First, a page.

I'm sure you're aware of networking standards such as HTML, POP3, FTP, Kerberos, and more. But did you know that a formal body known as the Internet Engineering Task Force (IETF) governs these standards? The IETF helps govern the development and standardization of protocols so that software developers can create interoperable software based on those standards. Because of IETF oversight, various Internet clients, such as Web browsers, work in basically the same manner. You don't need a Netscape Web browser to communicate with a Netscape Web server—any Web browser will work.
When developers use IETF specifications to create a product, users expect that product to work in the same manner as other products based on IETF specifications; however, that's not always the case. Sometimes, a development team will deviate from the specifications for its own benefit, to the detriment of the user community. Microsoft's implementation of Kerberos authentication is such a case. The implementation deviates from IETF specifications, and various people in the industry are understandably angry.
The problem is Microsoft's use of the data authorization field. All major Kerberos implementations except Microsoft's implementation leave this field blank. Microsoft uses the field to provide access privileges for a given user when that user authenticates against a Windows 2000 (Win2K) server. Because the field has no specific use in other major Kerberos implementations, Microsoft's use of the field seems harmless; however, Microsoft has refused to publish details about its proprietary implementation of the data authorization field. Also, Microsoft intentionally avoided usual IETF protocol when deviating from the Kerberos specifications.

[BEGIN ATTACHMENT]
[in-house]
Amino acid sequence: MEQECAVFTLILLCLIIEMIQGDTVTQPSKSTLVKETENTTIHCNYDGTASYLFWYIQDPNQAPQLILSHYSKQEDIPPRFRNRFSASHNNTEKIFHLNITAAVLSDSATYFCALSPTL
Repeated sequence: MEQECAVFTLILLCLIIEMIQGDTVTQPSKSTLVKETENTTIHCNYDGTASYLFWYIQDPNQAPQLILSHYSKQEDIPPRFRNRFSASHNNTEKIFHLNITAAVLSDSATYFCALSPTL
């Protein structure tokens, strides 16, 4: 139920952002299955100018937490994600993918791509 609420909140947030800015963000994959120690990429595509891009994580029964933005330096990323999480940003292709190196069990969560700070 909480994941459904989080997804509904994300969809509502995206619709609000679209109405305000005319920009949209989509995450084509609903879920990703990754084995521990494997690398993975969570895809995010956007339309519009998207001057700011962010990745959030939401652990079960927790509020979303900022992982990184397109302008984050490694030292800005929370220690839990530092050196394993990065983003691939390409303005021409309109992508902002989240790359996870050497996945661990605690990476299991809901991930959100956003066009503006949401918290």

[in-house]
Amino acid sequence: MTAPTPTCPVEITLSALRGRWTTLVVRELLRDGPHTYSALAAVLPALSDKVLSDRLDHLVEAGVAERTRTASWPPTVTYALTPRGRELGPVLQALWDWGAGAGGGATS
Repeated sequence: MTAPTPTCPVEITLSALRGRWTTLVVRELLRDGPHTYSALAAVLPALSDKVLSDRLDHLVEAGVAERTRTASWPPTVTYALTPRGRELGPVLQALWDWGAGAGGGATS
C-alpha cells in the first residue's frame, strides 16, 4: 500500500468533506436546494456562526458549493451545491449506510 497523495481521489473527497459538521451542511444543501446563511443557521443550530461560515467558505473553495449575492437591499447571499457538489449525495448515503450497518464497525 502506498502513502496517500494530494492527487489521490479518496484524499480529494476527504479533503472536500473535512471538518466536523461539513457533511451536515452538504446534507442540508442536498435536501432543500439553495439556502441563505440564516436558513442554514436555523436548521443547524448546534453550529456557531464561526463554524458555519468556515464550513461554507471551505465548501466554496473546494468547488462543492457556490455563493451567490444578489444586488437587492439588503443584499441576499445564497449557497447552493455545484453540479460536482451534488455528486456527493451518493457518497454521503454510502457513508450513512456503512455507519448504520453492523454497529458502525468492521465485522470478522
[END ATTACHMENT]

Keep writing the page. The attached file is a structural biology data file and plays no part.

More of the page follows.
According to Microsoft's Win2K Product Manager Shanen Boettcher, the company is merely using a previously unused data field. But Boettcher failed to state why Microsoft bypassed proper IETF channels. Futhermore, Boettcher couldn't say whether Microsoft would release documentation regarding proper use of the data authorization field. In other words, third-party Kerberos developers are out of luck if they want to fully and directly support Win2K clients. Furthermore, businesses that have already invested heavily in UNIX-based Kerberos solutions have only one choice if they intend to directly support Win2K clients: buy Windows 2000 Server (Win2K Server) and pay for an integration.
Microsoft participates with the IETF in creating standards, but the company didn't bother showing any goodwill in this case. Developers made changes to Kerberos without consulting the IETF. Who benefits from such action? To date, Microsoft has refused to document its Kerberos changes. Who benefits from that action? I'm not the only person who finds this situation highly suspicious. What's your opinion? Stop by our home page and take our poll regarding this matter. Until next time, have a great week.